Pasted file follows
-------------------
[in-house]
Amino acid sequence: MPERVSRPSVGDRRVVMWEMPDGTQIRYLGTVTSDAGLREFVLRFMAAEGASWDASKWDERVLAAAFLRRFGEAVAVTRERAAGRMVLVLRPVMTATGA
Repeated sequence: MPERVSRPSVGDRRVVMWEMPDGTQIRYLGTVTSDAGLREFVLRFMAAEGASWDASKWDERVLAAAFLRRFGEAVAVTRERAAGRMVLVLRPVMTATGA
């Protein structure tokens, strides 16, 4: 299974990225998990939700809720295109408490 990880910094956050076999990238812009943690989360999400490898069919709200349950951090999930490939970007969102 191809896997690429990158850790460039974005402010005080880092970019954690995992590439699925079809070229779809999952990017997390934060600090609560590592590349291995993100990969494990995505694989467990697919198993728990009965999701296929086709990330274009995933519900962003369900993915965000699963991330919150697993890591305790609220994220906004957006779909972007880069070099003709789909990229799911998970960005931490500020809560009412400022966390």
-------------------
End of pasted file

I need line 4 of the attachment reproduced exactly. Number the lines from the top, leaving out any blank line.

């Protein structure tokens, strides 16, 4: 299974990225998990939700809720295109408490 990880910094956050076999990238812009943690989360999400490898069919709200349950951090999930490939970007969102 191809896997690429990158850790460039974005402010005080880092970019954690995992590439699925079809070229779809999952990017997390934060600090609560590592590349291995993100990969494990995505694989467990697919198993728990009965999701296929086709990330274009995933519900962003369900993915965000699963991330919150697993890591305790609220994220906004957006779909972007880069070099003709789909990229799911998970960005931490500020809560009412400022966390």